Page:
Thomas A. D'Amico, MD, Elected Chairman of NCCN Board of Directors
Thomas A. D'Amico, MD, of the Duke Comprehensive Cancer Center has been elected to the position of chair of the NCCN Board of Directors. Dr. D'Amico was previously vice-chair of the board and succeeds Al B. Benson III, MD. The change in leadership was formalized at a recent NCCN Board of Directors meeting held in conjunction with the NCCN 15th Annual Conference.
“I thank Dr. Benson for his vision, leadership and inspiration. He's been an outstanding chair,” said William T. McGivney, PhD, chief executive officer of NCCN. “I'm confident Dr. D'Amico will be an excellent successor. He's been a devoted, enthusiastic friend of NCCN for many years and I look forward to working with him in his new leadership role.”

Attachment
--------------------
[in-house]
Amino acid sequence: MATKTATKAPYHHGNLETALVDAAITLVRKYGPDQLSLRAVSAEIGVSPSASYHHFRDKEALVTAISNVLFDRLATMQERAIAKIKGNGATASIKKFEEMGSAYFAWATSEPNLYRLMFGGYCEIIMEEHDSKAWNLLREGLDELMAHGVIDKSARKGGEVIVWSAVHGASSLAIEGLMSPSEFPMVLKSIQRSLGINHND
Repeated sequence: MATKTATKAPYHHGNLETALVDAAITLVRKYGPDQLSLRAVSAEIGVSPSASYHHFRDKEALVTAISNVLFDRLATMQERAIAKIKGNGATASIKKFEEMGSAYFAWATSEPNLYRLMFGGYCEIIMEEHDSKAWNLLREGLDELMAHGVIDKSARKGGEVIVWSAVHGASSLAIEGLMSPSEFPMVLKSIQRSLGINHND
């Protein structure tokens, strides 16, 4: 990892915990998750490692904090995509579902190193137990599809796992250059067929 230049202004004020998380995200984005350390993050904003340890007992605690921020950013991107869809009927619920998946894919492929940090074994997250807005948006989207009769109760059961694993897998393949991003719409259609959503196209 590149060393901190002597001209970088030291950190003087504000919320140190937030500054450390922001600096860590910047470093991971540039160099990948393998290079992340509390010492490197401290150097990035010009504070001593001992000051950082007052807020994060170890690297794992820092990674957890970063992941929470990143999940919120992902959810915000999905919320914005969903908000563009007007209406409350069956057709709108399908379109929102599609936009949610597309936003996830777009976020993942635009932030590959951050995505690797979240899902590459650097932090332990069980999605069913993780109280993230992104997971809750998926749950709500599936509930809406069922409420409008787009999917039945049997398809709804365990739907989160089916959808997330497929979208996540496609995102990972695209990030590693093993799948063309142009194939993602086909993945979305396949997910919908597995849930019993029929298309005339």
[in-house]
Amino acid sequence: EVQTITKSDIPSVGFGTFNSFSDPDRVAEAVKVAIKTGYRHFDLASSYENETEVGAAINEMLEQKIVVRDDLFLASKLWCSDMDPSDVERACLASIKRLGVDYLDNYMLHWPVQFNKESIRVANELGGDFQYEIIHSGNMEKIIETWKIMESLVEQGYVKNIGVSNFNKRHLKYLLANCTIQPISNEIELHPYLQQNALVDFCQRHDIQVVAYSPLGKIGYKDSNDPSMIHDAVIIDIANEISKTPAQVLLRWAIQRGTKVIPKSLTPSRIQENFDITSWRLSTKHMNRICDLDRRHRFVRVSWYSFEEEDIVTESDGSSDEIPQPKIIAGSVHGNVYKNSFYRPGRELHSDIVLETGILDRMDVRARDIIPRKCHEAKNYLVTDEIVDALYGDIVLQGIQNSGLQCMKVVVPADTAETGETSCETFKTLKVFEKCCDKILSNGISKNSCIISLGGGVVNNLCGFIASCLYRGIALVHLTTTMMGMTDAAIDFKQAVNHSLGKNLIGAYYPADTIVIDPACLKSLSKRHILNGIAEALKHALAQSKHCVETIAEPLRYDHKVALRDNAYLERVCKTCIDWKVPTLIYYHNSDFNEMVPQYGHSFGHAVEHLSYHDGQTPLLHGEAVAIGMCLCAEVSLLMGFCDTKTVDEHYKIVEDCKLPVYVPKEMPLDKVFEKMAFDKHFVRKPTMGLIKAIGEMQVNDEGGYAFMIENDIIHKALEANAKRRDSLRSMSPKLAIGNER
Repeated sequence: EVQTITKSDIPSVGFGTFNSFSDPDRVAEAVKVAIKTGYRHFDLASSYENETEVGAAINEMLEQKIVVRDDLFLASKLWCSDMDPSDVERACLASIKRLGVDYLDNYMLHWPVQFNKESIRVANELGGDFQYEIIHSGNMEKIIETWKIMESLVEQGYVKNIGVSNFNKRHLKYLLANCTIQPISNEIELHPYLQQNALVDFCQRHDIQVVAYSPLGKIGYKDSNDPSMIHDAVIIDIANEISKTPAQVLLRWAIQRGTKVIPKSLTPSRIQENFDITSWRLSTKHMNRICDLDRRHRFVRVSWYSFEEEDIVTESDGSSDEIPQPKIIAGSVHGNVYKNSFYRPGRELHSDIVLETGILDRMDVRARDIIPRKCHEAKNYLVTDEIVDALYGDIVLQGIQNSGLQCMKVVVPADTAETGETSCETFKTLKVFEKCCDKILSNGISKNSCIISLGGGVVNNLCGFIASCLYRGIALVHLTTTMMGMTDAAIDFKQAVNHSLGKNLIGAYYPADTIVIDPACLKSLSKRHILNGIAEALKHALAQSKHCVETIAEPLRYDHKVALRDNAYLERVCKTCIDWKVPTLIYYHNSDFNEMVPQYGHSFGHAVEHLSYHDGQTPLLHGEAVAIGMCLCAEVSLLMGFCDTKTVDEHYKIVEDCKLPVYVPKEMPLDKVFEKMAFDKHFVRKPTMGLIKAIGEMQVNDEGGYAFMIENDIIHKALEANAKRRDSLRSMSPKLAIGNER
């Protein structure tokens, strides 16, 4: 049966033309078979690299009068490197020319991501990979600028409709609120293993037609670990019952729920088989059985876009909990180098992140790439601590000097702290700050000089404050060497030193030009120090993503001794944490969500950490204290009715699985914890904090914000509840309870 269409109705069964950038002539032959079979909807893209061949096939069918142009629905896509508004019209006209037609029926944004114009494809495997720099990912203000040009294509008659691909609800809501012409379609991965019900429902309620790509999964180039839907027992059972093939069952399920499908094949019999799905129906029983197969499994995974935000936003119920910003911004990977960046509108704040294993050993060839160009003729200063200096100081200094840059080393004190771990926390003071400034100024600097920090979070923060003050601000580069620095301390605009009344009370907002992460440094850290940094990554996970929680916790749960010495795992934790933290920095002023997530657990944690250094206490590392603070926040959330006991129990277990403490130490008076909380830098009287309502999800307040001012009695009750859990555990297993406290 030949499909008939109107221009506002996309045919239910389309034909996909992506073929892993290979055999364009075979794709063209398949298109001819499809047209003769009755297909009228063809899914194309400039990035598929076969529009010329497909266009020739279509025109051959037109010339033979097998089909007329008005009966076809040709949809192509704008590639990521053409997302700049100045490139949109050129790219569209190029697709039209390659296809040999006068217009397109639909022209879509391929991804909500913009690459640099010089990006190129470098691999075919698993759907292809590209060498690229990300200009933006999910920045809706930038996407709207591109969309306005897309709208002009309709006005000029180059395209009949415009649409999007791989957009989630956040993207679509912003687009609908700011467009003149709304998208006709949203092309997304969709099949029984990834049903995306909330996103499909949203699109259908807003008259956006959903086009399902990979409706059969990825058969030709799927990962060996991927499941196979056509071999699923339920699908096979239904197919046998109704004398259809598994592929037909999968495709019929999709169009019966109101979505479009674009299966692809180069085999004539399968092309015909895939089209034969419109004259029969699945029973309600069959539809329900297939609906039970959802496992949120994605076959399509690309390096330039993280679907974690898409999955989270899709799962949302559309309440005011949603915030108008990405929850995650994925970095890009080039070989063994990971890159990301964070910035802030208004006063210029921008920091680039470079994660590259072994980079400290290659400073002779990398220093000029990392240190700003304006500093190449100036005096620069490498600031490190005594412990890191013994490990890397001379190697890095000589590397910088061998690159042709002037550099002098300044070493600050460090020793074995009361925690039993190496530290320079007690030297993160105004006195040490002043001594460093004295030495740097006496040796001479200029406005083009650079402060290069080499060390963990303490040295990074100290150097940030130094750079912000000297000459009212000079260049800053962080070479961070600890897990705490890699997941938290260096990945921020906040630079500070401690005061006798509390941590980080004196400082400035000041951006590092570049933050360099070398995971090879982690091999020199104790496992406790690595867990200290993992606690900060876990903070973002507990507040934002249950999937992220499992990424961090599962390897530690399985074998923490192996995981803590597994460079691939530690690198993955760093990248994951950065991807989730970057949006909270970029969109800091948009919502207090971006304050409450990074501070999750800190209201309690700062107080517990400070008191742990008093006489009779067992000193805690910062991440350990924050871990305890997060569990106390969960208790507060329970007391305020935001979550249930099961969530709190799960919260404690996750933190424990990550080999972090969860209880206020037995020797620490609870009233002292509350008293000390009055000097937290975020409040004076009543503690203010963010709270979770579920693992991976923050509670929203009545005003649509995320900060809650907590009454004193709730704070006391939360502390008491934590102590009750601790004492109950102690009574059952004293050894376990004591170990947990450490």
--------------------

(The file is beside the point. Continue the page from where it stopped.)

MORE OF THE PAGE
Dr. D'Amico is director of clinical oncology, program director of thoracic surgery, and professor in the department of surgery at Duke Comprehensive Cancer Center. He is a recognized leader in the field of oncology with interests including lung cancer, esophageal cancer, and thoracic surgery. Dr. D'Amico remains active in the research community with a focus on the molecular biology of lung cancer and esophageal cancer and the genomic analysis of mutations. He is a member of several NCCN committees and serves on the NCCN Guidelines Panels for Esophageal and Gastric Cancers and for Non-Small Cell Lung Cancer.
“I am honored to be chosen for this prestigious position,” said Dr. D'Amico. “Given the wealth of ideas and spirit of the members who comprise the board, there is no doubt in my mind that we can continue to make an outstanding organization such as NCCN even better.”